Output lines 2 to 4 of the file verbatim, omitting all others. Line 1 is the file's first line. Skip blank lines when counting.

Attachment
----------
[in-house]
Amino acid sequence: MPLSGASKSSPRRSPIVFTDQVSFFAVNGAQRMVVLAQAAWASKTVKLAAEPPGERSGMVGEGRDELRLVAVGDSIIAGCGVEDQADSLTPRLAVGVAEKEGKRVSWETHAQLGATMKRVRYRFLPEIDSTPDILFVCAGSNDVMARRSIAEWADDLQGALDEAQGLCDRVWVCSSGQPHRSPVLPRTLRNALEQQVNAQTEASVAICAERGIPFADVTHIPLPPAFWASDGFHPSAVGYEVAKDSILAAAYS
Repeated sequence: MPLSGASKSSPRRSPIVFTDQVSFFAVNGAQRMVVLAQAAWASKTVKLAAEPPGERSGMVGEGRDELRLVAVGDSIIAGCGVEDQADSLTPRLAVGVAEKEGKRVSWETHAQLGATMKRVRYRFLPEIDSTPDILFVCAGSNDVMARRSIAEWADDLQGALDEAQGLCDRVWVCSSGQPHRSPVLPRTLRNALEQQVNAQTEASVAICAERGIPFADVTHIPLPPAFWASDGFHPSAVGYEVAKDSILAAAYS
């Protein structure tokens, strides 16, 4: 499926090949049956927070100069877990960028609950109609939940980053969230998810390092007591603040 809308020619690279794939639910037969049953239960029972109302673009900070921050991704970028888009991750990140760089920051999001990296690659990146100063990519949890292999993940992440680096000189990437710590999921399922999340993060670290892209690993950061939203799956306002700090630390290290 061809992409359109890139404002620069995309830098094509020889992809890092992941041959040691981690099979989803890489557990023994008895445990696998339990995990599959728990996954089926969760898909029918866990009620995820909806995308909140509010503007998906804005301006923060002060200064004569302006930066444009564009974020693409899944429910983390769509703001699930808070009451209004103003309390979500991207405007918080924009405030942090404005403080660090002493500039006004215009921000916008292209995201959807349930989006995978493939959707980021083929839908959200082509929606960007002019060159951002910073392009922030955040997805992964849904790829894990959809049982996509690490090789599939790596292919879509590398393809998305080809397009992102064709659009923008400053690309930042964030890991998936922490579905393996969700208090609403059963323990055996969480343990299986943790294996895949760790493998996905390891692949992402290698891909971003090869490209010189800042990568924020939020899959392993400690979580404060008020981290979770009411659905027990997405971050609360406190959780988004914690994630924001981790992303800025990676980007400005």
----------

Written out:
Amino acid sequence: MPLSGASKSSPRRSPIVFTDQVSFFAVNGAQRMVVLAQAAWASKTVKLAAEPPGERSGMVGEGRDELRLVAVGDSIIAGCGVEDQADSLTPRLAVGVAEKEGKRVSWETHAQLGATMKRVRYRFLPEIDSTPDILFVCAGSNDVMARRSIAEWADDLQGALDEAQGLCDRVWVCSSGQPHRSPVLPRTLRNALEQQVNAQTEASVAICAERGIPFADVTHIPLPPAFWASDGFHPSAVGYEVAKDSILAAAYS
Repeated sequence: MPLSGASKSSPRRSPIVFTDQVSFFAVNGAQRMVVLAQAAWASKTVKLAAEPPGERSGMVGEGRDELRLVAVGDSIIAGCGVEDQADSLTPRLAVGVAEKEGKRVSWETHAQLGATMKRVRYRFLPEIDSTPDILFVCAGSNDVMARRSIAEWADDLQGALDEAQGLCDRVWVCSSGQPHRSPVLPRTLRNALEQQVNAQTEASVAICAERGIPFADVTHIPLPPAFWASDGFHPSAVGYEVAKDSILAAAYS
């Protein structure tokens, strides 16, 4: 499926090949049956927070100069877990960028609950109609939940980053969230998810390092007591603040 809308020619690279794939639910037969049953239960029972109302673009900070921050991704970028888009991750990140760089920051999001990296690659990146100063990519949890292999993940992440680096000189990437710590999921399922999340993060670290892209690993950061939203799956306002700090630390290290 061809992409359109890139404002620069995309830098094509020889992809890092992941041959040691981690099979989803890489557990023994008895445990696998339990995990599959728990996954089926969760898909029918866990009620995820909806995308909140509010503007998906804005301006923060002060200064004569302006930066444009564009974020693409899944429910983390769509703001699930808070009451209004103003309390979500991207405007918080924009405030942090404005403080660090002493500039006004215009921000916008292209995201959807349930989006995978493939959707980021083929839908959200082509929606960007002019060159951002910073392009922030955040997805992964849904790829894990959809049982996509690490090789599939790596292919879509590398393809998305080809397009992102064709659009923008400053690309930042964030890991998936922490579905393996969700208090609403059963323990055996969480343990299986943790294996895949760790493998996905390891692949992402290698891909971003090869490209010189800042990568924020939020899959392993400690979580404060008020981290979770009411659905027990997405971050609360406190959780988004914690994630924001981790992303800025990676980007400005």